Successful Market Segmentation in 7 Steps

Published: 19th February 2010
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This step pushes the creativity challenge even farther, since it can be compared to a brainstorming session.

What you have to figure out is what needs the consumers from the broad market identified earlier might have. The more possible needs you can come up with, the better.

Got yourself stuck in this stage of segmentation? Try to put yourself into the shoes of your potential customers: why would they buy your product, what could possibly trigger a buying decision? Answering these questions can help you list most needs of potential customers on a given product market.

STEP 3: Formulate narrower markets

McCarthy and Perreault suggest forming sub-markets around what you would call your "typical customer", then aggregate similar people into this segment, on the condition to be able to satisfy their needs using the same Marketing mix. Start building a column with dimensions of the major need you try to cover: this will make it easier for you to decide if a given person should be included in the first segment or you should form a new segment. Also create a list of people-related features, demographics included, for each narrow market you form - a further step will ask you to name them.

There is no exact formula on how to form narrow markets: use your best judgement and experience. Do not avoid asking opinions even from non-Marketing professionals, as different people can have different opinions and you can usually count on at least those items most people agree on.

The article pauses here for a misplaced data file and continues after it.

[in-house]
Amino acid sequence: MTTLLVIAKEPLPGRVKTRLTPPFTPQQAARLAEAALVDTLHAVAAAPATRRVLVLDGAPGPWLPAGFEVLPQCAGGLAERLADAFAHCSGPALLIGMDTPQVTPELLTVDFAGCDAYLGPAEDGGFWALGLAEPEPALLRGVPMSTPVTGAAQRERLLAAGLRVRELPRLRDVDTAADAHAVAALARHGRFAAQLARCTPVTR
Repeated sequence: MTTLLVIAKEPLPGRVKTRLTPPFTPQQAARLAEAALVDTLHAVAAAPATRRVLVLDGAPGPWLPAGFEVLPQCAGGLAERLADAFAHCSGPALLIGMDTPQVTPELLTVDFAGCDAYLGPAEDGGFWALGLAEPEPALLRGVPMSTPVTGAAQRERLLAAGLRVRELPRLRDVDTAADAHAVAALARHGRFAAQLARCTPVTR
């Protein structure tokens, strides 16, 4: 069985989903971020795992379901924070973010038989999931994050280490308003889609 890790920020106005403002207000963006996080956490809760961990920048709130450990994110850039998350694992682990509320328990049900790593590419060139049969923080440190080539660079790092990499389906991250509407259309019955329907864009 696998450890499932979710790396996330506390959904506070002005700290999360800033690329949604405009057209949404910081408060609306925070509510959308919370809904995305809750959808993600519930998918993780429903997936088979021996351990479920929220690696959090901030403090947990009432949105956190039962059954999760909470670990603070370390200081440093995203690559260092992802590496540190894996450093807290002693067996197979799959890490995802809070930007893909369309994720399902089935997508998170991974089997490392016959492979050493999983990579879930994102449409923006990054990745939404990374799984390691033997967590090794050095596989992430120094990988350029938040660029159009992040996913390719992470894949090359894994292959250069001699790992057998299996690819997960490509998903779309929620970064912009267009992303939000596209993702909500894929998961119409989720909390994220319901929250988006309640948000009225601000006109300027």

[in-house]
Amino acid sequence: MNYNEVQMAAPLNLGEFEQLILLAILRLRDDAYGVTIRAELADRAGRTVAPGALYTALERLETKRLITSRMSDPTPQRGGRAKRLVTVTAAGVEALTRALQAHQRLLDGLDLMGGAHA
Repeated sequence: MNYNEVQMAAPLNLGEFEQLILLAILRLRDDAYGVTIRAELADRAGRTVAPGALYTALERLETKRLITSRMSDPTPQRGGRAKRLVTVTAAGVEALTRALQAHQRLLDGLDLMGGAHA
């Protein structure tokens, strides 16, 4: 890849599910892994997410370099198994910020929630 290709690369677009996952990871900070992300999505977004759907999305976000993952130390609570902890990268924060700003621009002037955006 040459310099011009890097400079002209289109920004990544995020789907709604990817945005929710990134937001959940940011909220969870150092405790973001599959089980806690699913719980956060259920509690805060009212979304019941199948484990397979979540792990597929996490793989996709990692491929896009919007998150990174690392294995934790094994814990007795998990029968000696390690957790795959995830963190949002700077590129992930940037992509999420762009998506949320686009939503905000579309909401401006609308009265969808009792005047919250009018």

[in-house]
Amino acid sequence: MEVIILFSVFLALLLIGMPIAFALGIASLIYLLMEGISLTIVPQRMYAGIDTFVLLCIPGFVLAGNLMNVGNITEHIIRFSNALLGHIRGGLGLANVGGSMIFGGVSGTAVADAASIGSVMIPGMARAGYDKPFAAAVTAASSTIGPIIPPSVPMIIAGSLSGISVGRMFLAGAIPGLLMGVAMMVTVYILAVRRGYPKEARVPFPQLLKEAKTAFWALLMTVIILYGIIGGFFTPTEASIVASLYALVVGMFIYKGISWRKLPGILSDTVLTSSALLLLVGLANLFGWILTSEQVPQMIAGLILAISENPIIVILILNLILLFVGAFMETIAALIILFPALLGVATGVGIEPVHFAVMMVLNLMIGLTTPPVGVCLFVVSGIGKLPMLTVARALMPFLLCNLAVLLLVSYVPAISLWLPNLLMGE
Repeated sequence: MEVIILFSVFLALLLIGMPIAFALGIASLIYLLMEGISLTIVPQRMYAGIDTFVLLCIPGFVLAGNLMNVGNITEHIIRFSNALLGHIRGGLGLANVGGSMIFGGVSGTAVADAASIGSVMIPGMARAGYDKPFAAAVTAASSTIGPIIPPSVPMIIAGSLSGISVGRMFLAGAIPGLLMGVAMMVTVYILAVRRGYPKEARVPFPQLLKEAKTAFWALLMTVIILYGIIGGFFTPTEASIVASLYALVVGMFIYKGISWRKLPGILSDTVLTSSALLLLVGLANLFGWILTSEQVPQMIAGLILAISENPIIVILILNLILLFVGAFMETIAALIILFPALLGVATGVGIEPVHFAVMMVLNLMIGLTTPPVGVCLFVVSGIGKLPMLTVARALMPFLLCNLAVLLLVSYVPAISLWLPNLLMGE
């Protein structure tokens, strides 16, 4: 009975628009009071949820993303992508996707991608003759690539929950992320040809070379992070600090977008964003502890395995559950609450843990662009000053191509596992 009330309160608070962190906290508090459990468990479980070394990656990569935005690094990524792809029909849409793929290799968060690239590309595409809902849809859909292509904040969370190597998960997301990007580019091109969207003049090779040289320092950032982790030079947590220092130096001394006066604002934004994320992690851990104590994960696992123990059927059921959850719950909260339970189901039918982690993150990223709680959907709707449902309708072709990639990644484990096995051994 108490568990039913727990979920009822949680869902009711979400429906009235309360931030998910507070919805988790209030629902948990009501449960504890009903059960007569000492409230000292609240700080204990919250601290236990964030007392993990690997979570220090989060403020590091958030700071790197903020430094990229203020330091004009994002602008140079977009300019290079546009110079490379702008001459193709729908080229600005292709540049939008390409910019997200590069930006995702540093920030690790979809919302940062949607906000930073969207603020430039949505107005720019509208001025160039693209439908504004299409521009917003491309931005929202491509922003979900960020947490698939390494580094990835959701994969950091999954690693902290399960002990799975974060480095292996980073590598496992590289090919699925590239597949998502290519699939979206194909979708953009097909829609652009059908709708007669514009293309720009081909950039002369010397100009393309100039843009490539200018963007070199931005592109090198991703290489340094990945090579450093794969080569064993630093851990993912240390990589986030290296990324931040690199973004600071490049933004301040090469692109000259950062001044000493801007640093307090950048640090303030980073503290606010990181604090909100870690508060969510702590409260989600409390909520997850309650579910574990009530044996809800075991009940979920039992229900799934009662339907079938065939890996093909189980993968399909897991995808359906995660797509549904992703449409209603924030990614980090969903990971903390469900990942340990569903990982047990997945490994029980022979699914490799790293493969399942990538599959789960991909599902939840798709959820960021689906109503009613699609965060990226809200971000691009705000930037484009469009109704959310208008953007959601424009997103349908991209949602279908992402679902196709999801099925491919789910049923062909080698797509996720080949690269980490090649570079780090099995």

STEP 4: Identify the determining dimensions

Carefully review the list resulted form the previous step. You should have by now a list of need dimensions for each market segment: try to identify those that carry a determining power.

Reviewing the needs and attitudes of those you included within each market segment can help you figure out the determining dimensions.

STEP 5: Name possible segment markets

You have identified the determining dimensions of your market segments, now review them one by one and give them an appropriate name.

A good way of naming these markets is to rely on the most important determining dimension.

STEP 6: Evaluate the behavior of market segments

Once you are done naming each market segment, allow time to consider what other aspects you know about them. It is important for a marketer to understand market behavior and what triggers it. You might notice that, while most segments have similar needs, they're still different needs: understanding the difference and acting upon it is the key to achieve success using competitive offerings.

STEP 7: Estimate the size of each market segment

Each segment identified, named and studied during the previous stages should finally be given an estimate size, even if, for lack of data, it is only a rough estimate.

Estimates of market segments will come in handy later, by offering a support for sales forecasts and help plan the Marketing mix: the more data we can gather at this moment, the easier further planning and strategy will be.

These were the steps to segment a market, briefly presented. If performed correctly and thoroughly, you should now be able to have a glimpse of how to build Marketing mixes for each market segment.

This 7 steps approach to market segmentation is very simple and practical and works for most marketers. However, if you are curious about other methods and want to experiment, you should take a look at computer-aided techniques, such as clustering and positioning.

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